I study Urban Studies and History of Art and Architecture at Brown University. I live in Philadelphia and Providence.
A project in the works from Thai architecture firm Integrated Field (IF) will trumpet the virtues of closed-cycle organic farming to the public. The so-called Cuchi Organic Farming Masterplan involves the reuse of a decommissioned rubber plantation in Cuchi, Vietnam as an “organic food production farm” with “animal feed, livestock, fruit, and vegetation in the closed-cycle operation.”
What does the Parisian park look like? For many, the answer to that question comes in the form of a painting: Georges Seurat’s A Sunday Afternoon on the Island of La Grande Jatte, in which the well-dressed bourgeoisie leisurely enjoy a natural oasis on a verdant island within their industrializing city.
A new online course offered by the University of Hong Kong (UHK) through knowledge-sharing platform edX will probe the relationship between Asian culture and the continent’s vernacular architecture. Free and open to anyone, the introductory course entitled “Interpreting Vernacular Architecture in Asia” has an inclusive mission: to make the often alienating world of art and architectural history accessible to the general public by removing barriers to entry.
On July 2nd, the National Council of Architectural Registration Boards (NCARB) released a new set of model ethical standards that they hope will be adapted by their regional licensing boards, in turn setting a precedent for ethical standards across the American architecture profession. While in the past, the NCARB’s ethical standards have largely addressed professional issues like the role of the architect to ensure public safety and his or her transparency when interacting with clients, the updated document focuses on personal concerns that often overlap with the workplace.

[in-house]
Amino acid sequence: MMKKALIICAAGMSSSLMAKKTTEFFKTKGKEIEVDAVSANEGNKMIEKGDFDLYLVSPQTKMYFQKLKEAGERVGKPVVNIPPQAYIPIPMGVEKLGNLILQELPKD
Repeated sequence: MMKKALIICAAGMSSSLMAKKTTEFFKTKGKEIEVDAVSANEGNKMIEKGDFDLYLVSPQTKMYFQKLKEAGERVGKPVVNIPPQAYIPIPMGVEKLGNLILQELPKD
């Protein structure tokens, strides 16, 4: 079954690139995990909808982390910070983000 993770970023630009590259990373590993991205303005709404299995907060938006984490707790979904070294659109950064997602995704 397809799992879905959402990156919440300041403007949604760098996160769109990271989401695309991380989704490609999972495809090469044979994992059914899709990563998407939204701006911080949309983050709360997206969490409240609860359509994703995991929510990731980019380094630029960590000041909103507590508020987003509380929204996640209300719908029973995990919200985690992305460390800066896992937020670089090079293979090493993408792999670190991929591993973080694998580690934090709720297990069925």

Where do people live around the world? It seems self-evident that most residential architecture is not as focused on aesthetics as the pristine, minimalist villas that cover the pages of design magazines (and, admittedly, websites like this one). As entertaining as it is to look at those kinds of houses, they’re not representative of what houses look like more generally. Most people live in structures built in the style of their region’s vernacular—that is, the normal, traditional style that has evolved in accordance with that area’s climate or culture. While strict definitions of residential vernacular architecture often exclude buildings built by professional architects, for many people the term has come to encompass any kind of house that is considered average, typical, or characteristic of a region or city. Check out our list below to broaden your lexicon of residential architecture.
On construction sites, workers are increasingly using drones to do what humans can’t. In the past, we’ve covered brick-laying drones, their impact (for better or worse) on the urban environment, and how the technology can help improve the accuracy of architectural renders. CNBC recently reported on how drones can be used to take aerial photos of construction sites at hard-to-reach angles—an innovation that has caused drone sales to sharply increase. According to the article, "construction drone usage has skyrocketed by 239 percent year over year."
In the world of politics, the notion of “transparency” refers to the honesty constituents expect of their elected officials. In architecture, it means something much more literal: a transparent surface, like a window or glass wall, is one you can see through. In the small Dutch municipality of Albrandswaard, architects Gortemaker Algra Feenstra have melded the two definitions with a circular, glass town hall. As the firm writes of the project, “a single transparent space...shows the process of democracy as soon as you enter.”
The process of becoming an architect can be as confusing as it is extensive. In this article, we'll demystify a crucial component of the path to a career in architecture: what degree you should get. Specifically, we’ll lay out the difference between two common, somewhat comparable degrees: the B.Arch and the M.Arch.
Adaptive reuse, the process of refashioning a defunct structure for a new purpose, is ubiquitous these days—so much so that hearing a phrase like “converted warehouse” or “repurposed factory” barely causes one to blink an eye. However, a new project from a cohort of Dutch architecture firms highlights the innovative nature of adaptive reuse with a scheme that reimagines disused cargo ships as houses. With their fully intact exterior shells, the ships remind residents and visitors of their industrial, seafaring past.
Kasteel van Horst, a 17th-century castle in rural Belgium, and the raucous music festival it hosts every fall are an unlikely pair. But for the past four years, the Horst Music and Art Festival hosted at the castle just outside of Leuven, Belgium has brought together international artists, musicians, architects, and designers for a weekend of creative celebration. For the fifth and final iteration of the festival this year, Tokyo-based architecture firm Atelier Bow-Wow will join the mix.